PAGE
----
Mitochondrial DNA double-strand breaks (mtDSBs) lead to the degradation of circular genomes and a reduction in copy number; yet, the cellular response in human cells remains elusive. Here, using mitochondrial-targeted restriction enzymes, we show that a subset of cells with mtDSBs exhibited defective mitochondrial protein import, reduced respiratory complexes, and loss of membrane potential. Electron microscopy confirmed the altered mitochondrial membrane and cristae ultrastructure. Intriguingly, mtDSBs triggered the integrated stress response (ISR) via the phosphorylation of eukaryotic translation initiation factor 2α (eIF2α) by DELE1 and heme-regulated eIF2α kinase (HRI). When ISR was inhibited, the cells experienced intensified mitochondrial defects and slower mtDNA recovery post-breakage. Lastly, through proteomics, we identified ATAD3A-a membrane-bound protein interacting with nucleoids-as potentially pivotal in relaying signals from impaired genomes to the inner mitochondrial membrane. In summary, our study delineates the cascade connecting damaged mitochondrial genomes to the cytoplasm and highlights the significance of the ISR in maintaining mitochondrial homeostasis amid genome instability.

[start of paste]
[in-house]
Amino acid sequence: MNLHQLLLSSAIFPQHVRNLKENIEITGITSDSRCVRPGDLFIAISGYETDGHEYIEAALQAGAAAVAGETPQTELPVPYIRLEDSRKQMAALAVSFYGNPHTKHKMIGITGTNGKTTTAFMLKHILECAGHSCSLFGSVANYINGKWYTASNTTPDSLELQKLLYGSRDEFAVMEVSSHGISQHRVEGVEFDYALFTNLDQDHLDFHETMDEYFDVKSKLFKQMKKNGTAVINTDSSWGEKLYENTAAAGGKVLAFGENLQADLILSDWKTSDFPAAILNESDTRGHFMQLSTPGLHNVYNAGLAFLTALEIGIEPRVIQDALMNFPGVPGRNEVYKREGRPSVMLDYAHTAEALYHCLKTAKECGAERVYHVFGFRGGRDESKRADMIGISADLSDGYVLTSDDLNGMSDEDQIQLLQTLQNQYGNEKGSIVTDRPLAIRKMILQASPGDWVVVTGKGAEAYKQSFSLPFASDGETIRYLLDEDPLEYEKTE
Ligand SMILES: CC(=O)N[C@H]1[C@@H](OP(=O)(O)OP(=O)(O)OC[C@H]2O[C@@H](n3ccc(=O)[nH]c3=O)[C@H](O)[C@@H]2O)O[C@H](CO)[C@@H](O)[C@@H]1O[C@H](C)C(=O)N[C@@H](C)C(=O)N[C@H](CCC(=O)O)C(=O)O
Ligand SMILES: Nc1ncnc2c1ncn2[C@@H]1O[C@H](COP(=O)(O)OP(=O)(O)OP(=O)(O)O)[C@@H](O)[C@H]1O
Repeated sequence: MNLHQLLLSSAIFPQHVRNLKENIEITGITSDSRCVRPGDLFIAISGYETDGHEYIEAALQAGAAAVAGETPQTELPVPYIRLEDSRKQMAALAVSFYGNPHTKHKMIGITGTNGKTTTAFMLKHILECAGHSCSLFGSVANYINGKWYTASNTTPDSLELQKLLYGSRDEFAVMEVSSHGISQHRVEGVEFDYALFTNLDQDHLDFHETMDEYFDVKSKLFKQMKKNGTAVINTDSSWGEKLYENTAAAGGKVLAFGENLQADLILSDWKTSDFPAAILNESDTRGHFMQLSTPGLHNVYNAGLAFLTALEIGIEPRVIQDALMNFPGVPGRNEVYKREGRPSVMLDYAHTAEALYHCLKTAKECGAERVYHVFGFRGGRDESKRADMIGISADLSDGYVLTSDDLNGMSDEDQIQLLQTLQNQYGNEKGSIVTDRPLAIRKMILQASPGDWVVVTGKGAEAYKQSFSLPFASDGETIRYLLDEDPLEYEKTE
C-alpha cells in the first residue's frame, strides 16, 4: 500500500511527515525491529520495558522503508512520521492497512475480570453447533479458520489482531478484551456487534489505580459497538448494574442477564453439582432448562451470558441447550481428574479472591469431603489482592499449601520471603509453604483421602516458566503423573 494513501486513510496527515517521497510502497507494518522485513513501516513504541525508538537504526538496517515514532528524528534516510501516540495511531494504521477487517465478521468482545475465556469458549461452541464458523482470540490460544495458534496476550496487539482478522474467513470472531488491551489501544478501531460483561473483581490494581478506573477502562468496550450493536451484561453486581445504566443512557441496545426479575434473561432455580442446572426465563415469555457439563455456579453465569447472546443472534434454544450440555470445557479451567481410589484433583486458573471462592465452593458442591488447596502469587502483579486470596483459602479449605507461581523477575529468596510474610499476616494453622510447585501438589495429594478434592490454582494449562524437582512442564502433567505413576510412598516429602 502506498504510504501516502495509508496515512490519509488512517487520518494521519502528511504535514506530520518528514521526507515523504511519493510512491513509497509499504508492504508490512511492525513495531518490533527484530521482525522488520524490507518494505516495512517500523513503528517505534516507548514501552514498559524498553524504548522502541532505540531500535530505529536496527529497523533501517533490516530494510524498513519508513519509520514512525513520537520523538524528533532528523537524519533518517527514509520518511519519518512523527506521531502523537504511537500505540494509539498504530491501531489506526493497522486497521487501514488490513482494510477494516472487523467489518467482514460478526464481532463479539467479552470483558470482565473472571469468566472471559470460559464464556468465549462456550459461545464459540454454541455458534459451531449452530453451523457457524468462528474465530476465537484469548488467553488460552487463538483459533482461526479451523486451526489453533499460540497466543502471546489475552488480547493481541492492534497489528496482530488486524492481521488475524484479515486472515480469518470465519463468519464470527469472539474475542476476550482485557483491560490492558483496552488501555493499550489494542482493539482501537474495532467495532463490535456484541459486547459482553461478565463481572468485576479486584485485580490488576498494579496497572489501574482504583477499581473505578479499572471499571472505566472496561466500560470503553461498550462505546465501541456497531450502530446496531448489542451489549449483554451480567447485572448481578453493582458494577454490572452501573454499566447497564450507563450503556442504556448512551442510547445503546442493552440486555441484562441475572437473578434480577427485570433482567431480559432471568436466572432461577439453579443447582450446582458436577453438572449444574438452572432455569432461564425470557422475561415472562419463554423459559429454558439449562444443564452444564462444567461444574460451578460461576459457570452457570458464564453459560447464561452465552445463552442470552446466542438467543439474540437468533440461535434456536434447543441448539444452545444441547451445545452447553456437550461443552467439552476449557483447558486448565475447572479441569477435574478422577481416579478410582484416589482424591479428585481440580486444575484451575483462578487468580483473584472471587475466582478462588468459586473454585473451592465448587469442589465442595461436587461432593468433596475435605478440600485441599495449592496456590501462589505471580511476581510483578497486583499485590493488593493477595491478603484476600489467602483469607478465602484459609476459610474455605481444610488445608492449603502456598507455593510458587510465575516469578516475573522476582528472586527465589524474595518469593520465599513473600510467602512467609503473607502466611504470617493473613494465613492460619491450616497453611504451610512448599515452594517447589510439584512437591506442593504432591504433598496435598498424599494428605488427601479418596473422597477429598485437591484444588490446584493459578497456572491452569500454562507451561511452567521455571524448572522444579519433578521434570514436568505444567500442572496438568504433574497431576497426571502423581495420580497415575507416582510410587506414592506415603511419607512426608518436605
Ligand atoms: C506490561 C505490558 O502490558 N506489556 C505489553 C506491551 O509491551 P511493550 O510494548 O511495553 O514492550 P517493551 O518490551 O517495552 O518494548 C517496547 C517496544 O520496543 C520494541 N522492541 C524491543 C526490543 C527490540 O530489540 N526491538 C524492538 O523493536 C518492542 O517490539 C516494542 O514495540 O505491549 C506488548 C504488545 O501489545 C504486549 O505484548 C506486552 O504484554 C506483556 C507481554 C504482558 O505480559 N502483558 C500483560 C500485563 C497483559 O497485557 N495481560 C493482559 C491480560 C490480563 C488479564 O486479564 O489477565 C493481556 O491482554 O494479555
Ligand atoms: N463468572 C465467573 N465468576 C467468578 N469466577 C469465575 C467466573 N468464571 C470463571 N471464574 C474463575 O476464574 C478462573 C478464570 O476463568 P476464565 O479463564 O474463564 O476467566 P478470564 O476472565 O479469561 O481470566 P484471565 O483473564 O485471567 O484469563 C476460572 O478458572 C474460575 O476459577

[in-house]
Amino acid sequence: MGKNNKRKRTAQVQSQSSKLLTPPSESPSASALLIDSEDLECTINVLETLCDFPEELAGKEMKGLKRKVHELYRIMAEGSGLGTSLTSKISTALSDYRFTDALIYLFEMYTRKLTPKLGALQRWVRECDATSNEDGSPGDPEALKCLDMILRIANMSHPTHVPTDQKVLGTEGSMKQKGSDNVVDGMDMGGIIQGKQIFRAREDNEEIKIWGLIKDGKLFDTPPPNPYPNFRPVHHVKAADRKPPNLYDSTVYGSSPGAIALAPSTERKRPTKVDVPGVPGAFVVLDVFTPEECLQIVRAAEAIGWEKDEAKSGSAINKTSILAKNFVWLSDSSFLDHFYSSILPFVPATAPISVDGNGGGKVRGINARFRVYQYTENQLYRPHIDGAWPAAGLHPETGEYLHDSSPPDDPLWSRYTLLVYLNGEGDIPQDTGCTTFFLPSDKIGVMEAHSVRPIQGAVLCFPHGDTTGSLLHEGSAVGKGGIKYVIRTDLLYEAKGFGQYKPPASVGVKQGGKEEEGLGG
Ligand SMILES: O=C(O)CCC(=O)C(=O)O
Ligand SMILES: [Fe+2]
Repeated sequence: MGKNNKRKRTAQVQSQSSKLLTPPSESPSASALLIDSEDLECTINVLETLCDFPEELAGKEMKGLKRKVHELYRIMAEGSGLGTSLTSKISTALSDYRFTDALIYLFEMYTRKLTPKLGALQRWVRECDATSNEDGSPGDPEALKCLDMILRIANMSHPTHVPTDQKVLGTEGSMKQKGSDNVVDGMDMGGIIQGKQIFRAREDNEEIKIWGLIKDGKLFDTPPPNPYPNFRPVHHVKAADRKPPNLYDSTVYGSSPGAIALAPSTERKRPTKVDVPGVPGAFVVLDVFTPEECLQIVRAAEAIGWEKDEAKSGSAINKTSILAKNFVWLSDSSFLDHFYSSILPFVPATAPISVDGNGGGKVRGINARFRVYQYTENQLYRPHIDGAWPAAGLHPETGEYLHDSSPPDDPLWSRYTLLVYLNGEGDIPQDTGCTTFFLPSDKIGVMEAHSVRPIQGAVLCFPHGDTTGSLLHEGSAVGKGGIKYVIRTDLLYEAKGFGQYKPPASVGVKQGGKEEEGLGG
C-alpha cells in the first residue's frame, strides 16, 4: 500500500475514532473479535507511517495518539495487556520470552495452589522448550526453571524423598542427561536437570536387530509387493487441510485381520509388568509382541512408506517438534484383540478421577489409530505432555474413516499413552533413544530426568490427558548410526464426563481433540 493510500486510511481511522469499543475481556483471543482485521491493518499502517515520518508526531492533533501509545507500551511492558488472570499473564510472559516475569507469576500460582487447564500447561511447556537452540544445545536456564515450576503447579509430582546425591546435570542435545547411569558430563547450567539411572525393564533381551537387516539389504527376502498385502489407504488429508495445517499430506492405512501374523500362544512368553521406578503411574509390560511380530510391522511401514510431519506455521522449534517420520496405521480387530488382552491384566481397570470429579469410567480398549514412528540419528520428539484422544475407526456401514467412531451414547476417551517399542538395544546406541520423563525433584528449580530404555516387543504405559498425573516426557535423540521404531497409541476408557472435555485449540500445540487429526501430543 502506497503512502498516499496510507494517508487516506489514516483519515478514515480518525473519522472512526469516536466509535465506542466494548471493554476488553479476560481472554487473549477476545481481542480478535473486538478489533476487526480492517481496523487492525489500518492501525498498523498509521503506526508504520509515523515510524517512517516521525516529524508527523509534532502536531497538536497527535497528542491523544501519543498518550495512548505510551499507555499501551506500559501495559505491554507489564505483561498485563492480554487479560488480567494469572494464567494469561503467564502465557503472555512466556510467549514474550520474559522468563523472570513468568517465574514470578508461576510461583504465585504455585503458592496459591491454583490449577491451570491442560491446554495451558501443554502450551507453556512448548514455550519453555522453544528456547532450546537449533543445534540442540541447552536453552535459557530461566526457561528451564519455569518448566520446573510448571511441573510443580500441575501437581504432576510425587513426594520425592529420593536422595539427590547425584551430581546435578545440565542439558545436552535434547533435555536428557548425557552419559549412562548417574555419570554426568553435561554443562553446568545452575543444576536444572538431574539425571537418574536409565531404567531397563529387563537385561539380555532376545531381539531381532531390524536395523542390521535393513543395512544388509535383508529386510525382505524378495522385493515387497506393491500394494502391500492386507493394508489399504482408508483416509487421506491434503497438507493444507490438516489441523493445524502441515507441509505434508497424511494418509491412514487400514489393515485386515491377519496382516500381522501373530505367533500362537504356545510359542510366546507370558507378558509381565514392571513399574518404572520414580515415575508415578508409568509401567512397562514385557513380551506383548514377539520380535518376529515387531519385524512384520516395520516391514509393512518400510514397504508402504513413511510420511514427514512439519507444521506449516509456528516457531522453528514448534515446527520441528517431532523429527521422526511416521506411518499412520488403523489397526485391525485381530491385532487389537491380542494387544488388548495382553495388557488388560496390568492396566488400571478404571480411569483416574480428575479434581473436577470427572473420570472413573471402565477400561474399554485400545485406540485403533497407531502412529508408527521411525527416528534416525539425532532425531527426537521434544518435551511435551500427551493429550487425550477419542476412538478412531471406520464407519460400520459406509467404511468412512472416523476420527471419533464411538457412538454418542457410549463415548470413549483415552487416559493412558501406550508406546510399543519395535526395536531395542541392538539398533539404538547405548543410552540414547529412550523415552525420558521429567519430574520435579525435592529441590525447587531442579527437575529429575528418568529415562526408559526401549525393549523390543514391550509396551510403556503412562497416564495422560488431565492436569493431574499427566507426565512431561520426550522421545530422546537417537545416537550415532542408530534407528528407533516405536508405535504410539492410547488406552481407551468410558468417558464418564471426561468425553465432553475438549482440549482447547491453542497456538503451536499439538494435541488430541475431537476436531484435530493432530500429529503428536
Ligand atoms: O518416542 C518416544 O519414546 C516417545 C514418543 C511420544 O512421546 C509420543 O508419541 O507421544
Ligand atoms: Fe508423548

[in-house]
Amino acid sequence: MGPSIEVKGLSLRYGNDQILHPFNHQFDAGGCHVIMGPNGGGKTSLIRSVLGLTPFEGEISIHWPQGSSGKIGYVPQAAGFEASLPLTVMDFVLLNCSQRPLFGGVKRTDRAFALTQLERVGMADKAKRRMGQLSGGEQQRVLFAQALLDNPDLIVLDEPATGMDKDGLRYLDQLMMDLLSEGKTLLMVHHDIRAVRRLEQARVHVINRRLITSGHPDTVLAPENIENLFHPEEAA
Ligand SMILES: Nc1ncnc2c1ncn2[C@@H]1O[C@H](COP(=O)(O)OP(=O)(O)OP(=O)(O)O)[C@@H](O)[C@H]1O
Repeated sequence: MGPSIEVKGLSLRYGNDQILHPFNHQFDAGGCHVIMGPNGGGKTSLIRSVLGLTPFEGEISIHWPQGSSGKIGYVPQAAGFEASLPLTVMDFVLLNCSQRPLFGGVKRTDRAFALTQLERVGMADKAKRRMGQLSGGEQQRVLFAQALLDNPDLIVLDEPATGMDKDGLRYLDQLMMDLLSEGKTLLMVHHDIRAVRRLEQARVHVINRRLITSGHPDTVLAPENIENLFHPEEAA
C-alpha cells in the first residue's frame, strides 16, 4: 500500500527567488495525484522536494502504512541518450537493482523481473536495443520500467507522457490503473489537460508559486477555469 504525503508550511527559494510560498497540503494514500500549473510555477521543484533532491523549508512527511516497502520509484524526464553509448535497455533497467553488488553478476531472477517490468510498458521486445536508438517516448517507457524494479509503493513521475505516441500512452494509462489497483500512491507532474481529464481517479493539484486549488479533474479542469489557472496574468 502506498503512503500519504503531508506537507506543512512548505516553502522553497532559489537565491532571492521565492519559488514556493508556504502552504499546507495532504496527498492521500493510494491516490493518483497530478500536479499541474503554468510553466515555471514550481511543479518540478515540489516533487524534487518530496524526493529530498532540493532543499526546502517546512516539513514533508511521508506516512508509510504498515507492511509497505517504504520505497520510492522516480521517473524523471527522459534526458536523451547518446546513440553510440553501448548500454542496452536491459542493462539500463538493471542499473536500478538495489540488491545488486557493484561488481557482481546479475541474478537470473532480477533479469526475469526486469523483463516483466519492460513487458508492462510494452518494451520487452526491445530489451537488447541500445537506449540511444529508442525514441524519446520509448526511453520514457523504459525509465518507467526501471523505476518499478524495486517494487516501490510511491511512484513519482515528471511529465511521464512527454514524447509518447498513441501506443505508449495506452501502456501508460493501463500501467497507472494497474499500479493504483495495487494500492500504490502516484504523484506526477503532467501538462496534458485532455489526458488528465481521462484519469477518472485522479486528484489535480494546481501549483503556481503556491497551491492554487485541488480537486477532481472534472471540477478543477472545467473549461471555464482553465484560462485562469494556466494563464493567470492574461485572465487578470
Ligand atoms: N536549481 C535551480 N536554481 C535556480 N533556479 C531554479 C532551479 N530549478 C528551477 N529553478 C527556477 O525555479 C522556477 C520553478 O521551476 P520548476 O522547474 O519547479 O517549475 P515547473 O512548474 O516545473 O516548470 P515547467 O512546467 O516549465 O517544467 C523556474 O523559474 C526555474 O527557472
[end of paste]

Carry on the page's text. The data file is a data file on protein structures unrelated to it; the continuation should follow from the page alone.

PMID: 37832546
ISSN: 1097-4164
CID: 5604282

Antibody responses to dietary antigens are accompanied by specific plasma cells in the infant thymus

Cordero, Hector; Hess, Jacob; Nitschki, Elio; Kanshin, Evgeny; Roy, Poulomi; Shihab, Ronzon; Kalfa, David M; Bacha, Emile A; Ueberheide, Beatrix; Zorn, Emmanuel